Not This Again! Should I / Shouldn't I Buy This HLV-H.... - Page 2
Close
Login to Your Account
Page 2 of 2 FirstFirst 12
Results 21 to 28 of 28
  1. #21
    Join Date
    Sep 2008
    Country
    UNITED STATES
    State/Province
    California
    Posts
    2,786
    Post Thanks / Like
    Likes (Given)
    2088
    Likes (Received)
    1723

    Default

    The part that sits on top the cross-slide and turns (can't think of the correct terminology at the moment) if Bubba has over-tightened the locking screw, the part can crack, happened on mine and at least one other I know of.

  2. #22
    Join Date
    Mar 2017
    Country
    LATVIA
    Posts
    906
    Post Thanks / Like
    Likes (Given)
    284
    Likes (Received)
    519

    Default

    Quote Originally Posted by triumph406 View Post
    The part that sits on top the cross-slide and turns (can't think of the correct terminology at the moment) if Bubba has over-tightened the locking screw, the part can crack, happened on mine and at least one other I know of.
    you mean this part?
    20211204_221439.jpg
    they then used a bolt and a nut to hold the top slide at the desired angle, but they didn't stop there, the French Bubba using now my hlv-h was extremely gifted, he even managed to do this to the top slide, both sides look like this, apparently it was too complicated to loosen that nut, so he used a hammer to adjust the angle, there are marks like this even on the cross slide, not sure why...
    20211204_221456.jpg 20211204_221512.jpg

  3. #23
    Join Date
    Jul 2016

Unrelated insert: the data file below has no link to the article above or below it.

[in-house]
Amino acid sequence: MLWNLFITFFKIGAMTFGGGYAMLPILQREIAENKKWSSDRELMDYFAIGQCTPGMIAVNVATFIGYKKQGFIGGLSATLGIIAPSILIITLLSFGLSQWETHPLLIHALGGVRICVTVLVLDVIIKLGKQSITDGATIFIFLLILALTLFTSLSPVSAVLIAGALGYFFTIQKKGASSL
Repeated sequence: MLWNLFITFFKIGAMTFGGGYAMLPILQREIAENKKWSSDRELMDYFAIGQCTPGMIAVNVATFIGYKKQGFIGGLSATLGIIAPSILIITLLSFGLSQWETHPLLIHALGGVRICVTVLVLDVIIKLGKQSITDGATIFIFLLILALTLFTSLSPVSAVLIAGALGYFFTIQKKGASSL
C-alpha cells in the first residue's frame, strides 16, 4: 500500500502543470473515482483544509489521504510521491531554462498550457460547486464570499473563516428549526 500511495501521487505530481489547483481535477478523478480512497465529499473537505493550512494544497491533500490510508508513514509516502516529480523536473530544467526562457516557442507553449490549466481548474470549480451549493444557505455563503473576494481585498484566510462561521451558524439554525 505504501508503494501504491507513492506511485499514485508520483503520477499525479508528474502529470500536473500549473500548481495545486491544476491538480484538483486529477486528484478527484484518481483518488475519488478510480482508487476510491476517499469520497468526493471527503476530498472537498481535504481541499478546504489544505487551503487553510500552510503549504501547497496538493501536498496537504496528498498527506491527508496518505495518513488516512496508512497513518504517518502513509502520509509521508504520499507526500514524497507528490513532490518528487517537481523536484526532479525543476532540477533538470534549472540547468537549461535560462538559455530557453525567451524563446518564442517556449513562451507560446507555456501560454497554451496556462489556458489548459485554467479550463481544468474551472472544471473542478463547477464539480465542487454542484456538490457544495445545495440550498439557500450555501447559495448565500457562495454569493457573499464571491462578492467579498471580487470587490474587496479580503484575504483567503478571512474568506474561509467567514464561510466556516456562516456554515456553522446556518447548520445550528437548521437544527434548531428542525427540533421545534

Country
    UNITED STATES
    State/Province
    New Mexico
    Posts
    43
    Post Thanks / Like
    Likes (Given)
    4
    Likes (Received)
    2

    Default

    I went back today, and dug a little deeper w/ the help from all you folks here. The big question mark had to do with the bed, and whether there was much wear/scoring. After looking very carefully, I can say that to my eye there doesn't *appear* to be much wear, and minimal scoring. I took a series of photos of the bed, some before/after I ran my finger perpendicular to the length of the bed to show the contrast between the grease tracks and the bare metal. To be clear, there certainly are marks on the bed, but none can be sensed with the touch of a finger, and certainly not with a fingernail. The dovetailed edges look good as well.

    I learned some more about the history of this unit. It was auctioned off from Los Alamos laboratories -- it is fair to say that this was used as a prototype machine, with larger batch jobs going to the CNCs. There is a fair bit of speculation here, but it makes sense.

    I took some photos of the other parts of the machine that I think would show wear if there was some (gearbox scores for different gear settings, rack) and I'd say they both look pretty good. There are some nicks near the front edge of the unit, can't be sure what these are from. I also showed a picture of the grime that is characteristic of this unit -- it is NOT rust, just gooped up crud. It should come off nice with a razor blade.

    I was able to get the spindle to rotate, the lock was on. The only sound I could here is the sound of the break (there's a picture of it in its current state), the seller told me that unless the unit has power it's not possible to let off the break. I couldn't hear any squeeks from the headstock.
    Attached Thumbnails Attached Thumbnails 20211204_130940.jpg   20211204_131042.jpg   20211204_132739.jpg   20211204_134247.jpg   20211204_134300.jpg  


  4. #24
    Join Date
    Jul 2016
    Country
    UNITED STATES
    State/Province
    New Mexico
    Posts
    43
    Post Thanks / Like
    Likes (Given)
    4
    Likes (Received)
    2

    Default

    More pictures below!
    Attached Thumbnails Attached Thumbnails 20211204_131000.jpg   20211204_135215.jpg   20211204_135414.jpg   20211204_135658.jpg   20211204_140351.jpg  


  5. #25